Study author Dr. Beatrice Golomb, a professor of medicine at the college, described that as “a pretty big detriment to function,” given that the average number of words accurately recalled was 86. In fact, the researchers were able to estimate that every additional gram a day of trans fat consumed resulted inh 0.76 fewer words committed to memory. Golomb hypothesized that trans fats do far more than damage the cardiovascular system.  She considers them to be “metabolic poisons” whose energy-sapping oxidative effects can effectively put brain cells that retain memories out of commission and even cause them to die off.

PHOs must go? Not so fast!

Now, given all that, you’d think the FDA wouldn’t waste any time in banishing this heart- and-brain-damaging ingredient from grocery shelves. After all, protecting us from things like that is their job, isn’t it?

You might think so.  But the fact that nothing further has happened since the phase-out was proposed (with a lot of accompanying hoopla) would seem to indicate that the agency is having second thoughts. Could it be that a little pushback in the form of comments from industry (among the more than 1,500 received on the proposal during the comment period) is all it takes to clog the gears at the FDA as surely as PHOs clog our arteries?

The Grocery Manufacturers Association, for example, urged the agency to replace its proposed ban on PHOs “with a fundamentally different approach that will achieve a policy aim that will be supported by consumers, industry and the agency.” Such a “prudent” course of action, the GMA maintained, could consist of  a “less onerous proposal that builds on already existing programs that are successfully driving trans fat consumption to lower levels,” lest the food supply be significantly disrupted and consumers “unjustifiably denied access to products such as baked goods, pastries, confectioneries, some flavors, seasonings and many other products.”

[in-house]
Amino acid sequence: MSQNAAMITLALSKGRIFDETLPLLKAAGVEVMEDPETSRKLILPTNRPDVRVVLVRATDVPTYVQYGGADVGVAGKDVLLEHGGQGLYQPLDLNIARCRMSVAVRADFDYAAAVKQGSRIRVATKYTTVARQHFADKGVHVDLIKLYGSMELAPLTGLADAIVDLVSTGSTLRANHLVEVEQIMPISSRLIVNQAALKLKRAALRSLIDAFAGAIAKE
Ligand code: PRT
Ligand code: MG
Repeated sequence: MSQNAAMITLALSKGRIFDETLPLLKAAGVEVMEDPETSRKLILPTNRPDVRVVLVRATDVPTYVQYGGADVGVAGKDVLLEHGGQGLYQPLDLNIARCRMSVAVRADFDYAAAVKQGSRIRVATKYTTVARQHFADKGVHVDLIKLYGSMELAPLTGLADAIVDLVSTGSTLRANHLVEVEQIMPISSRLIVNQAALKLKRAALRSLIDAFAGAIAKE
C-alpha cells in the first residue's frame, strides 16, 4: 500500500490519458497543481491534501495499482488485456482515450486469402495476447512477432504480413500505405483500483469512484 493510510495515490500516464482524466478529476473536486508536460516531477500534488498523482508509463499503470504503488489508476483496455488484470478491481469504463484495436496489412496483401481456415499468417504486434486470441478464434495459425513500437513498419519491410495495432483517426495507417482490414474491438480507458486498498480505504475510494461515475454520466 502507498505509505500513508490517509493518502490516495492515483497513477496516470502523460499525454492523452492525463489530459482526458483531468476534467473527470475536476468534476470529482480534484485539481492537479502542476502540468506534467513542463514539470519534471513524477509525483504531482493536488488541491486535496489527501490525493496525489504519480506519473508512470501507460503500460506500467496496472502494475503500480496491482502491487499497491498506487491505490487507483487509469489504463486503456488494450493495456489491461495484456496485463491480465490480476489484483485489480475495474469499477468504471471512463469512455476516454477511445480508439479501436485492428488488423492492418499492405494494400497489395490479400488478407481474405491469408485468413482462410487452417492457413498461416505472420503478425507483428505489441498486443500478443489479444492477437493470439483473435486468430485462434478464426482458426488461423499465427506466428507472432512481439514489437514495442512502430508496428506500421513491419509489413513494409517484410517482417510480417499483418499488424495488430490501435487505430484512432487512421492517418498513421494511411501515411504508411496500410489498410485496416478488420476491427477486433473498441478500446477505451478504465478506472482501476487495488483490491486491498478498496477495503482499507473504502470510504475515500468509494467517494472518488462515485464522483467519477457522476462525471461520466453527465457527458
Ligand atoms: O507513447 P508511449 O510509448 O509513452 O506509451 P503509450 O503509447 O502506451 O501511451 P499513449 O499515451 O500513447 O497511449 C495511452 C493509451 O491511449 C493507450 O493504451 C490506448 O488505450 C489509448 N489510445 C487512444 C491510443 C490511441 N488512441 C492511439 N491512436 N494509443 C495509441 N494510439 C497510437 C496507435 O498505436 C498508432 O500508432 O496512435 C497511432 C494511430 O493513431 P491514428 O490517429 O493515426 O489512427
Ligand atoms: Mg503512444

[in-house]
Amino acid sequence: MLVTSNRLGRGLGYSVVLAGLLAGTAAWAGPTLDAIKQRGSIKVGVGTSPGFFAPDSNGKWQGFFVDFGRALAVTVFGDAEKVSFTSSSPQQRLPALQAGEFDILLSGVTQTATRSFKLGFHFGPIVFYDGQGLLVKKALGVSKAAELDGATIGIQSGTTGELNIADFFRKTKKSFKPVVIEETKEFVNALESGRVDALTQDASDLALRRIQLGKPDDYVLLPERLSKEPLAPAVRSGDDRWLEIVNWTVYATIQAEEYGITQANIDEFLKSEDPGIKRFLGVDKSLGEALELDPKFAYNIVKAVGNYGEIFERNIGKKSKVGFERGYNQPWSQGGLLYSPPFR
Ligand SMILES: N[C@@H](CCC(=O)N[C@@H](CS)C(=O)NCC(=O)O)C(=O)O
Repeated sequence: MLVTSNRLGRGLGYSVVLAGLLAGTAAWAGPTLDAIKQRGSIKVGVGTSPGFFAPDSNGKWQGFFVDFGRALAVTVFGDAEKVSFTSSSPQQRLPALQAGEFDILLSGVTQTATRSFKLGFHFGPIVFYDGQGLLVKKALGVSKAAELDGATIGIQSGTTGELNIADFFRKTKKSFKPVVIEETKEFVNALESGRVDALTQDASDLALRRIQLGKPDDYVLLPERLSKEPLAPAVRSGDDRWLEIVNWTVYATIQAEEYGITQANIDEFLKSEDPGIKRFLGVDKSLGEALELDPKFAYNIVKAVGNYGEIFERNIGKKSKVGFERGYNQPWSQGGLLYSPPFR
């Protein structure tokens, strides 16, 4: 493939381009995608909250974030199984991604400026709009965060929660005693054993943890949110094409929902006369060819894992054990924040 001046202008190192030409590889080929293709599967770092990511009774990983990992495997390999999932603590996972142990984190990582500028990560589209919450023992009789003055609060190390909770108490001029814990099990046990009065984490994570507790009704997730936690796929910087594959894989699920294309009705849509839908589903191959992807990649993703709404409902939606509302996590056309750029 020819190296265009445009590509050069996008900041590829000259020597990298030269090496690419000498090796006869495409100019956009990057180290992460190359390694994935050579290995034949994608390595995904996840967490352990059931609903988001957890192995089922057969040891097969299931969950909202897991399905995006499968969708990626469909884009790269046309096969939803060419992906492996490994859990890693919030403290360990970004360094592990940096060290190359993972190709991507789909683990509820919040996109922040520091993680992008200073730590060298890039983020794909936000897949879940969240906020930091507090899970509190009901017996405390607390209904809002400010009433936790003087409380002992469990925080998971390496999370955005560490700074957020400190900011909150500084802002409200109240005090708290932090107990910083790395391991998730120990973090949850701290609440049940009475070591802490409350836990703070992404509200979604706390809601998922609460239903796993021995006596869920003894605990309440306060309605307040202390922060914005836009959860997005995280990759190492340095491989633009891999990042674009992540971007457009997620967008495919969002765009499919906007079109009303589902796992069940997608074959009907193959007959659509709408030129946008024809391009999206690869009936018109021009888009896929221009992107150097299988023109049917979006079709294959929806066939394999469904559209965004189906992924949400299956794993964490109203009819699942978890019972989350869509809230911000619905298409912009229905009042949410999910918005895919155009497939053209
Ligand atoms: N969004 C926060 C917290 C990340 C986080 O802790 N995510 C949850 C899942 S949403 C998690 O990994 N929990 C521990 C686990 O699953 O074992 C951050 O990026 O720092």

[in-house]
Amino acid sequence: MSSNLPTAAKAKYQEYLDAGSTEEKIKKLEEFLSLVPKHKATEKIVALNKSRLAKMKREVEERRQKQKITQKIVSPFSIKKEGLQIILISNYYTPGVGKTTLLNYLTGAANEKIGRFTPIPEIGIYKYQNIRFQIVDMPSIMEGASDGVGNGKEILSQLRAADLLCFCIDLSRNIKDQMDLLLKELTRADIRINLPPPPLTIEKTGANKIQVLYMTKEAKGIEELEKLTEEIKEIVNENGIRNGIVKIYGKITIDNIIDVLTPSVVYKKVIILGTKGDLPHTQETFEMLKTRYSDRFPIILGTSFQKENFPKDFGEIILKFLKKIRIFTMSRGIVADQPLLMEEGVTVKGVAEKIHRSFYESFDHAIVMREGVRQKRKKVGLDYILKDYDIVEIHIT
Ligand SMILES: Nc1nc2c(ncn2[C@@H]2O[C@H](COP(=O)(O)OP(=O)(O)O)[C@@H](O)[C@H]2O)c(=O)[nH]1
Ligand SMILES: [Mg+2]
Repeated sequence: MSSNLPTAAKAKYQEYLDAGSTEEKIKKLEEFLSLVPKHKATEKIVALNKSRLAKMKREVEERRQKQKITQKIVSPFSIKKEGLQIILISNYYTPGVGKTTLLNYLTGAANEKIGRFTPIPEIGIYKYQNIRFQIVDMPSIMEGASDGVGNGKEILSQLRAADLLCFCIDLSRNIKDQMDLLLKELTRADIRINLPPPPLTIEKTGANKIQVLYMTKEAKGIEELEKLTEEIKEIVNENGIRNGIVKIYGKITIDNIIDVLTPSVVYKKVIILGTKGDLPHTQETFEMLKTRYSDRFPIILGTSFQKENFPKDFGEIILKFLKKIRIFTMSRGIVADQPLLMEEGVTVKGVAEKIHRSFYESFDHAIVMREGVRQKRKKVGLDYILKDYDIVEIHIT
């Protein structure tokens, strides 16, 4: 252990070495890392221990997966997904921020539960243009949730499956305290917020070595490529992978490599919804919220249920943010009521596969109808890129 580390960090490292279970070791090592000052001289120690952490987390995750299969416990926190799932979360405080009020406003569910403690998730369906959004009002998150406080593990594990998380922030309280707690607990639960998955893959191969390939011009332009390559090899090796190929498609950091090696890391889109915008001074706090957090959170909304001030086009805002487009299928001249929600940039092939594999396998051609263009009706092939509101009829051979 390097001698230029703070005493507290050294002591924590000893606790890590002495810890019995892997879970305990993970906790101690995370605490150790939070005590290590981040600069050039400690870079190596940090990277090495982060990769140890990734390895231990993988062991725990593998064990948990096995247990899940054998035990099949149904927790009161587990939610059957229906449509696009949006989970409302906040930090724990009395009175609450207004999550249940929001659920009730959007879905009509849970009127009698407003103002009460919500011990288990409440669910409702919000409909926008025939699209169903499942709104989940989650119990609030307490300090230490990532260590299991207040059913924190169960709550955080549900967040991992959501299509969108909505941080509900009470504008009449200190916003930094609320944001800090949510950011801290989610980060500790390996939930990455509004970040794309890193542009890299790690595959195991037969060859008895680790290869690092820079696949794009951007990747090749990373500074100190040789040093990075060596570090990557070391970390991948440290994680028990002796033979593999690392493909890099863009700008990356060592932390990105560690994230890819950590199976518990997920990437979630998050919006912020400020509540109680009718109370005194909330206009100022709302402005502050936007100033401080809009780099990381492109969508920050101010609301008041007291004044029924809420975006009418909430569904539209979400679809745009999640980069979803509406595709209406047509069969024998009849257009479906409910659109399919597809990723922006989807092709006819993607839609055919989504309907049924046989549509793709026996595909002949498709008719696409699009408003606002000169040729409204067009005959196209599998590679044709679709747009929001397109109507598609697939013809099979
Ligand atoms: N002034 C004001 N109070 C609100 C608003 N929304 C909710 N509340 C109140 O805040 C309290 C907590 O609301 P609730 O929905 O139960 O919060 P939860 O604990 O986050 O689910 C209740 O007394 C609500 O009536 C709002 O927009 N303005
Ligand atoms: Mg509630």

A similar sentiment was voiced by Mark B. Andon, Ph.D., vice-president, research, quality and innovation at ConAgra Foods, Omaha, who contended that dropping the GRAS status of PHOs “would place potentially thousands of food products at risk of being deemed adulterated due to the presence of an ingredient that has been safely and commonly used in foods for over 50 years.”

The food giant General Mills likewise expressed the opinion that “current low intakes of trans fat are safe” and suggested that a level of trans fat below 0.2 grams per serving either be established as the new “zero” (as did the American Bakers Association) or become a “threshold limit.”

As an apparent result, we were told back in September by Marianna Naum, Ph.D. of the Strategic Communications and Public Engagement Staff of the FDA’s Office of Foods and Veterinary Medicine: “We continue to review comments to the proposal and at this time aren’t able to conjecture on date of next action.” When contacted late last week, she indicated that had not changed.

In other words, this condemned killer has been given an apparent reprieve – at least for now.  But that doesn’t mean you want to let it into your house – and the best way to keep your family safe is to check all processed food packages for the presence of “partially hydrogenated oil” before you check them out of the supermarket.